May 25, 2024

Wide-ranging strikes hitting Germany’s state-owned rail network and flag carrier Lufthansa are having a significant impact on the country’s ailing economy, the head of the highly regarded ifo economic institute said on Thursday.

Speaking on national public television broadcaster ZDF, ifo President Clemens Fuest described the strikes as “an additional burden that [Germany] could well do without.”

German train drivers launched a 35-hour pay strike on Thursday, and Lufthansa ground staff began a two-day strike at the same time.

“The economy is shrinking, and when something like this comes along in addition, parts are lacking in production processes, because they were not delivered, or people can’t attend meetings, or perhaps can’t go to work,” Fuest said.

The German rail network and air transport were systemically important. “For that reason we must consider whether all of this is still proportionate,” Fuest said.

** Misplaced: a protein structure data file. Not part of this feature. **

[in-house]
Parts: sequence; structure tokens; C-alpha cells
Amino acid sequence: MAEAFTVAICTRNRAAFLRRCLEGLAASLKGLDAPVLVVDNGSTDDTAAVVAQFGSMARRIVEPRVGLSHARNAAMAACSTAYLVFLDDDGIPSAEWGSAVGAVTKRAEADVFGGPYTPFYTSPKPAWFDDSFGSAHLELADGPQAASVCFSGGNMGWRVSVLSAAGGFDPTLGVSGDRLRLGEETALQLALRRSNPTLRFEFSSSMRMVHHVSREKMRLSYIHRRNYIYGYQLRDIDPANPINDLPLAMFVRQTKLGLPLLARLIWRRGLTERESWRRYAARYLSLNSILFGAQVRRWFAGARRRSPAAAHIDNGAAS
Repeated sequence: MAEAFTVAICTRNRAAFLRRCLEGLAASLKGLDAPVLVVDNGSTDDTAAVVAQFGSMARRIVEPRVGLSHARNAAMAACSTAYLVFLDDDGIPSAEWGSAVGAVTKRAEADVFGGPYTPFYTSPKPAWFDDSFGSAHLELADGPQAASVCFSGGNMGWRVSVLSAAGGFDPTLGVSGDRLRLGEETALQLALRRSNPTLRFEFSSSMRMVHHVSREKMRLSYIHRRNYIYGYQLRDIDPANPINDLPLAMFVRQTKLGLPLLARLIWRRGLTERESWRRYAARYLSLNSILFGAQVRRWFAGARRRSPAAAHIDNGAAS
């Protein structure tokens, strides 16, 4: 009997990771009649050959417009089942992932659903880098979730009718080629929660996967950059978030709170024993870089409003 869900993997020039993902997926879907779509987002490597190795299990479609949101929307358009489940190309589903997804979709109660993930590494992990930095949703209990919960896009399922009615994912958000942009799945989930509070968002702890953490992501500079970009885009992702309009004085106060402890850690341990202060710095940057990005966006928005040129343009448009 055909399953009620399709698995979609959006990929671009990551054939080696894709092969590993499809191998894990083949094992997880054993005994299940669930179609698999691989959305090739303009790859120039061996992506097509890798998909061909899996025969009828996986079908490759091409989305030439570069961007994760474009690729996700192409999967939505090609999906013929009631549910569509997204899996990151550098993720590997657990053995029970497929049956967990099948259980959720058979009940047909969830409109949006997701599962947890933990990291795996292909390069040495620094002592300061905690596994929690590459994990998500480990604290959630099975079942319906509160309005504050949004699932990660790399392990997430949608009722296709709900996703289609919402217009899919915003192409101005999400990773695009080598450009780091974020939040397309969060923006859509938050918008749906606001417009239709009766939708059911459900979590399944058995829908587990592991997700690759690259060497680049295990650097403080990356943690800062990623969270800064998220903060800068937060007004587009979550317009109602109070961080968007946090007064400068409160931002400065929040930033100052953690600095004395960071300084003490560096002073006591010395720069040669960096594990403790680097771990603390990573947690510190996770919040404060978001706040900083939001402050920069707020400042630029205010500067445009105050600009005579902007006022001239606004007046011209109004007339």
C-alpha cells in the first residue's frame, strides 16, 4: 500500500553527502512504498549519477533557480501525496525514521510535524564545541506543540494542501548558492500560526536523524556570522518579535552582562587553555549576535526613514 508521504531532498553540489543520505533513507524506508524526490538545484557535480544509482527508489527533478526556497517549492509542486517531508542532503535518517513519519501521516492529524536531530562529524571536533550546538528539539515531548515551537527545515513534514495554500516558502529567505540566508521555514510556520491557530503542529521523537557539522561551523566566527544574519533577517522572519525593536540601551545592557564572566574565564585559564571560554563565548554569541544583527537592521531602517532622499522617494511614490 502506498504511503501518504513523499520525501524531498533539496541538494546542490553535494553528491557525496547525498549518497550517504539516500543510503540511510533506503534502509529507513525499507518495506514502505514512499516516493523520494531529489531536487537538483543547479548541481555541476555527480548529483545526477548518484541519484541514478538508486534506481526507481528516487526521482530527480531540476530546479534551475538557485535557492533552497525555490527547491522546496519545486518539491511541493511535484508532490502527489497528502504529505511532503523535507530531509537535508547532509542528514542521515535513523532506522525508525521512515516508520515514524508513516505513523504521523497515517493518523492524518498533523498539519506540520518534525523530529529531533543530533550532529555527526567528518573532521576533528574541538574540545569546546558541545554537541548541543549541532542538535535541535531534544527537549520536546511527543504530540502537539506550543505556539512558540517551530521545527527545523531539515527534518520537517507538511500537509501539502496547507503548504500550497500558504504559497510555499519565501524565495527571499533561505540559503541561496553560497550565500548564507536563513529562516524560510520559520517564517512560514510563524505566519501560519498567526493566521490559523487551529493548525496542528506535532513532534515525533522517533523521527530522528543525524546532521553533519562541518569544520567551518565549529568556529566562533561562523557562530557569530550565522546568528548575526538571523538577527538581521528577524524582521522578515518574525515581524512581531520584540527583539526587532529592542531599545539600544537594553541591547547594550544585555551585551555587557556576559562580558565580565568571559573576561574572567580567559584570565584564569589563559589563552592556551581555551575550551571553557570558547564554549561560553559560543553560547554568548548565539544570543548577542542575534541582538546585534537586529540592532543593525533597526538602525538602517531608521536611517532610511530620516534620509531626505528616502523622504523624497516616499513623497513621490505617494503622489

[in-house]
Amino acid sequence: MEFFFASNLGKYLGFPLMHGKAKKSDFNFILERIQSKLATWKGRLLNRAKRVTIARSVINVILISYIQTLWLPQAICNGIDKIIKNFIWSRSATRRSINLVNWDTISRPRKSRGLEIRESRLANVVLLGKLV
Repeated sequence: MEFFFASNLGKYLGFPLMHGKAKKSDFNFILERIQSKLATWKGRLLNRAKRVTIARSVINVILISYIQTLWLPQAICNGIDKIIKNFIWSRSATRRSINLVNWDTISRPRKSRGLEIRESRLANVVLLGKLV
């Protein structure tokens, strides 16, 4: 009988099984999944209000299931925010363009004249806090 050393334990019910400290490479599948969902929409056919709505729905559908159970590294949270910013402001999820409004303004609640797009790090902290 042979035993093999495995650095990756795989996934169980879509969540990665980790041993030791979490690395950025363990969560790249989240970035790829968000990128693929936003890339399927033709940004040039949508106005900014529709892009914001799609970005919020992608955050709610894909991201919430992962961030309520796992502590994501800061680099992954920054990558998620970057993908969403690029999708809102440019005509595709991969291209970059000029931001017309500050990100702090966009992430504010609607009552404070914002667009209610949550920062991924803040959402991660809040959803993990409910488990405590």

The ifo head proposed stricter rules for strikes, such as longer notice periods.

The wage conflicts should also be seen against the backdrop of a weak economy, he said. “The cake is becoming smaller. What we are able to share is becoming smaller, and then conflict increases,” he said. “It’s much easier to make concessions in a growing economy.”

But Fuest added: “It has to be said that the unions in Germany are on the whole extremely sensible.” He contrasted this with France where there had been up to five times as many strike days as in Germany over the past decade.

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